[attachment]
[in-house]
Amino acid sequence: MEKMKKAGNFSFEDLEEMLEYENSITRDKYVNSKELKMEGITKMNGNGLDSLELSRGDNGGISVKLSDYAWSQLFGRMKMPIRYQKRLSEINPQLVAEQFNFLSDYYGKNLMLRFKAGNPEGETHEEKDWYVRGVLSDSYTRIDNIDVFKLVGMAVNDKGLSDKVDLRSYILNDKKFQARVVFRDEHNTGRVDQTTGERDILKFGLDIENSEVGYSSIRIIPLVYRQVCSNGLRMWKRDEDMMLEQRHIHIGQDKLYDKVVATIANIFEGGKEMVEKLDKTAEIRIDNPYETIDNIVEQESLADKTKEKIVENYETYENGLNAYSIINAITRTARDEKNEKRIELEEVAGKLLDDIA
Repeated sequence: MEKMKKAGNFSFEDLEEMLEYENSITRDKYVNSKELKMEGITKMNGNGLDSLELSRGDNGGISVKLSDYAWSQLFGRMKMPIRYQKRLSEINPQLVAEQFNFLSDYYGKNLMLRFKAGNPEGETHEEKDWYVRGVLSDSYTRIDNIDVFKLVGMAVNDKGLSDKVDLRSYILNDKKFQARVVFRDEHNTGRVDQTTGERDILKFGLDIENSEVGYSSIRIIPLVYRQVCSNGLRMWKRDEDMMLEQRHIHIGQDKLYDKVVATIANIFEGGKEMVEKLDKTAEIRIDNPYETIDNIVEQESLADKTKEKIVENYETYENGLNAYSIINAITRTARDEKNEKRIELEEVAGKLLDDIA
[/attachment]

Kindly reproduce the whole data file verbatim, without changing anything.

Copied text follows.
[in-house]
Amino acid sequence: MEKMKKAGNFSFEDLEEMLEYENSITRDKYVNSKELKMEGITKMNGNGLDSLELSRGDNGGISVKLSDYAWSQLFGRMKMPIRYQKRLSEINPQLVAEQFNFLSDYYGKNLMLRFKAGNPEGETHEEKDWYVRGVLSDSYTRIDNIDVFKLVGMAVNDKGLSDKVDLRSYILNDKKFQARVVFRDEHNTGRVDQTTGERDILKFGLDIENSEVGYSSIRIIPLVYRQVCSNGLRMWKRDEDMMLEQRHIHIGQDKLYDKVVATIANIFEGGKEMVEKLDKTAEIRIDNPYETIDNIVEQESLADKTKEKIVENYETYENGLNAYSIINAITRTARDEKNEKRIELEEVAGKLLDDIA
Repeated sequence: MEKMKKAGNFSFEDLEEMLEYENSITRDKYVNSKELKMEGITKMNGNGLDSLELSRGDNGGISVKLSDYAWSQLFGRMKMPIRYQKRLSEINPQLVAEQFNFLSDYYGKNLMLRFKAGNPEGETHEEKDWYVRGVLSDSYTRIDNIDVFKLVGMAVNDKGLSDKVDLRSYILNDKKFQARVVFRDEHNTGRVDQTTGERDILKFGLDIENSEVGYSSIRIIPLVYRQVCSNGLRMWKRDEDMMLEQRHIHIGQDKLYDKVVATIANIFEGGKEMVEKLDKTAEIRIDNPYETIDNIVEQESLADKTKEKIVENYETYENGLNAYSIINAITRTARDEKNEKRIELEEVAGKLLDDIA